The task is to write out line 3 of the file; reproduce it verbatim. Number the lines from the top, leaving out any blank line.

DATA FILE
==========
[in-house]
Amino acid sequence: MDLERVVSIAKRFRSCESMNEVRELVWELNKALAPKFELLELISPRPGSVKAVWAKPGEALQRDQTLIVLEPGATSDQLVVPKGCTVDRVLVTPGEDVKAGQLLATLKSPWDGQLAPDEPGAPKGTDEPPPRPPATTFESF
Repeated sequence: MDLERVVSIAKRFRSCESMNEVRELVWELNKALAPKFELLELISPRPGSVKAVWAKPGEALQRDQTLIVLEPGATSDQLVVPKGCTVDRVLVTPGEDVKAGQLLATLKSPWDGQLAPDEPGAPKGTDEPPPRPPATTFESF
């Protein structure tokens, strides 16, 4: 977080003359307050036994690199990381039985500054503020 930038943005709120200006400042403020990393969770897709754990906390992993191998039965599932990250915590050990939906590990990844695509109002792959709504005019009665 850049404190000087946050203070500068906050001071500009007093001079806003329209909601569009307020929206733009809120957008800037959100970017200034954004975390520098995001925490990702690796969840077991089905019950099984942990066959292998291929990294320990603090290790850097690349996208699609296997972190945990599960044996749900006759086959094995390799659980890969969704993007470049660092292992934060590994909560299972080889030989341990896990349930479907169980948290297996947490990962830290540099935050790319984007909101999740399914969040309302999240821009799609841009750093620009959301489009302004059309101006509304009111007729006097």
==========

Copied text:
Repeated sequence: MDLERVVSIAKRFRSCESMNEVRELVWELNKALAPKFELLELISPRPGSVKAVWAKPGEALQRDQTLIVLEPGATSDQLVVPKGCTVDRVLVTPGEDVKAGQLLATLKSPWDGQLAPDEPGAPKGTDEPPPRPPATTFESF